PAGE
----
The Dubai Financial Services Authority (DFSA) has unveiled its plans to create a regulatory framework for cryptocurrencies. The announcement was part of its 2021-2022 business agenda released this week.
The Papers Will Be Released in the First Half of 2021
According to the watchdog, which regulates the Dubai International Financial Centre (DIFC), the upcoming crypto framework aims to expand on the existing rules. It includes the regulation of crypto issuers and trading platforms.
The document, signed by DFSA Chairman Saeb Eigner, reads:
We will build upon recent achievements in this space over the business planning period through developing a regulatory regime for digital assets (such as tokenized securities and crypto-currencies), having already implemented regulations supporting various innovative business models.
The financial watchdog explains that such crypto regulation’s expansion is part of the UAE’s National Innovation Strategy’s digital transformation.
Also, the regulator added that the regulatory approach is expected to facilitate innovation “while requiring strict adherence to the DFSA’s licensing, prudential and conduct requirements.”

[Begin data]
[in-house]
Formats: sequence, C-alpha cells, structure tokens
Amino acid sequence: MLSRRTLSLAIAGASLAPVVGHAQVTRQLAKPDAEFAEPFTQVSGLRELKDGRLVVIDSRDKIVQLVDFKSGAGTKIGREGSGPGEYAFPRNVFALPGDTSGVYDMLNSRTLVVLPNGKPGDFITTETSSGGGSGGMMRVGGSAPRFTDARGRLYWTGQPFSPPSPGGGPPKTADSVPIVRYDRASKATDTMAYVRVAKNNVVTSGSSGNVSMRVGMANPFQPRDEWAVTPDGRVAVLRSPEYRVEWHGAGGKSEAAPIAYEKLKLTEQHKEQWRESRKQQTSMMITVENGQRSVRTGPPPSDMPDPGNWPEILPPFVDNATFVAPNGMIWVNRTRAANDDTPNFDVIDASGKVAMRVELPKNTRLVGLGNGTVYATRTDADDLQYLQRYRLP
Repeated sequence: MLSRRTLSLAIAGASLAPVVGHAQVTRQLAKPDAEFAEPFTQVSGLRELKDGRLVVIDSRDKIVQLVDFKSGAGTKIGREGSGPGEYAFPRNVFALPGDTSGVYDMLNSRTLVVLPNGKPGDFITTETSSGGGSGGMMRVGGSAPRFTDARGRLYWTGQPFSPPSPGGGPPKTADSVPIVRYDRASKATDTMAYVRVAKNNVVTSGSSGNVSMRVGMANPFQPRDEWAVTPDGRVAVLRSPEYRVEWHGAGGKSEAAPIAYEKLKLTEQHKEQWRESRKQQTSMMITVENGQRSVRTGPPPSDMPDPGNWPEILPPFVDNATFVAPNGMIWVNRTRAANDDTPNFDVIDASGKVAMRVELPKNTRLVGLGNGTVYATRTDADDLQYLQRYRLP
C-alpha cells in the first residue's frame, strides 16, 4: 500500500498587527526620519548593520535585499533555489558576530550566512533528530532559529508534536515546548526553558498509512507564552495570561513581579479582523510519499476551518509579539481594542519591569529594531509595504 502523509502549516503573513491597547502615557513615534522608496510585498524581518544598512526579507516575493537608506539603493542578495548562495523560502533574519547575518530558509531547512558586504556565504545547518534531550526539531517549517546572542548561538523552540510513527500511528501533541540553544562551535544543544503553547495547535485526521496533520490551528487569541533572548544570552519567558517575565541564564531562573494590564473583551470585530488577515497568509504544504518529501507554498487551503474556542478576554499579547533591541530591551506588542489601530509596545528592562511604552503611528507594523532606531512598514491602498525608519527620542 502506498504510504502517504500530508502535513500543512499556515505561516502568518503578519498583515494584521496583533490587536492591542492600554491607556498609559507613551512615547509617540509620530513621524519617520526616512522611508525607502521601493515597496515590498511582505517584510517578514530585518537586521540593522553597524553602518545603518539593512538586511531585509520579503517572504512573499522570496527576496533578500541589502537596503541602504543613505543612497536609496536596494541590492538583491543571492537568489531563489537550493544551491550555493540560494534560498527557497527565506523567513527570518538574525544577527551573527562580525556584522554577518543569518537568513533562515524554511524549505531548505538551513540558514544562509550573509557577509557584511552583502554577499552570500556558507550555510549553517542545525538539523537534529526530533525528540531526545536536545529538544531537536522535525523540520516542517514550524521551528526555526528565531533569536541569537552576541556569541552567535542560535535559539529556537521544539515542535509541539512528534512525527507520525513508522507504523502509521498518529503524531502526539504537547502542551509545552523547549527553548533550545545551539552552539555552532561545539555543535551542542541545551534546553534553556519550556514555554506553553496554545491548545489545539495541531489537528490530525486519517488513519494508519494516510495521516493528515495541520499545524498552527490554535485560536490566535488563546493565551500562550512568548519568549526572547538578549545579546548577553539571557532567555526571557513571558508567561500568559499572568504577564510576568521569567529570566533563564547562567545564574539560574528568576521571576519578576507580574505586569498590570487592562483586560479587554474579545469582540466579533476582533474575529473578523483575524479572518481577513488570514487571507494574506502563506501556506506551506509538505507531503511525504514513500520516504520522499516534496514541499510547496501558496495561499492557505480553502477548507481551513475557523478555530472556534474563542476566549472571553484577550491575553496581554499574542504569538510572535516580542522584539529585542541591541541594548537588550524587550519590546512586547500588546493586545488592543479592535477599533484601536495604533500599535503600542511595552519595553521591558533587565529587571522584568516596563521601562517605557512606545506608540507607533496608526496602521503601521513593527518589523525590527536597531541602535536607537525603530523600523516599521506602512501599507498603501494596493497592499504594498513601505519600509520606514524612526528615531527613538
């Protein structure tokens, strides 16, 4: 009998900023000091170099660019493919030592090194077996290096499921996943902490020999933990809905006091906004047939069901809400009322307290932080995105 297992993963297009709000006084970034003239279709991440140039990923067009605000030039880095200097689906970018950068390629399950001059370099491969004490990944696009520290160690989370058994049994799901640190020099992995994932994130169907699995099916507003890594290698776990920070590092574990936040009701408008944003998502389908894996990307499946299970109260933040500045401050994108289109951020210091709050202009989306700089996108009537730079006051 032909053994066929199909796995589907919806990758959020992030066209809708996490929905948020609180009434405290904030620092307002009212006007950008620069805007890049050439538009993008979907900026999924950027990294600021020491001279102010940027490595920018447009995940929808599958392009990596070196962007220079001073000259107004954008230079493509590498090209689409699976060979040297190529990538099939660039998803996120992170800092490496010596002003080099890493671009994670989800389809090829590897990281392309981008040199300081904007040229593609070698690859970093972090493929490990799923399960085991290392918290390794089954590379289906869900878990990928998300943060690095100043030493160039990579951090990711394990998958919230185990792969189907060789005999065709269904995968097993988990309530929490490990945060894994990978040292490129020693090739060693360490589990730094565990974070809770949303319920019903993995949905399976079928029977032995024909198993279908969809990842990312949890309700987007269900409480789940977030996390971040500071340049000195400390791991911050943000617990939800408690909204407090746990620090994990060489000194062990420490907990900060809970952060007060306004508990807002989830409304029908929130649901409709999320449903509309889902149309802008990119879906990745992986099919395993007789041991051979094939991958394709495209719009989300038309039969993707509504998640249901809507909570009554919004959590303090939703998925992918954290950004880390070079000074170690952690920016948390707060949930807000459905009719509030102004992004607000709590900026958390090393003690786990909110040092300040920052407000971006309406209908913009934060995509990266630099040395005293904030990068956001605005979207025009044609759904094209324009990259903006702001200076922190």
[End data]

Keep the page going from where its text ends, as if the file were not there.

Per The National, a local media outlet, the DFSA expects to publish two consultation papers with the purpose of gathering feedback. As a result, the watchdog will release both documents in the first half of 2021. The 2021-2022 business plan states:
The DFSA is committed to remain ‘open for business’ with respect to innovation in the financial services sector and we continue to explore how our regulatory regime can accommodate new and innovative business models.
DFSA’s Current Stance on Cryptocurrencies
In 2017, the DFSA referred to the crypto industry in the statement entitled “General Investor Statement on Cryptocurrencies.” At the time, the authority was vocal in its cautious stance on cryptos, considering elements such as initial coin offerings (ICOs) “high-risk investments.”
The watchdog wrote in its 2017 statement:
Accordingly, before engaging with any persons promoting such offerings in the DIFC, or making any financial contribution toward such offerings, the DFSA urges potential investors to exercise caution and undertake due diligence to understand the risks involved.
However, Dubai’s authorities have been issuing licenses through the Dubai Multi Commodities Centre (DMCC) to firms trading cryptocurrencies since 2017. The DMCC Free Zone is the largest and fastest-growing free economic zone in the UAE.
What do you think about the upcoming Dubai’s crypto regulation? Let us know in the comments section below.
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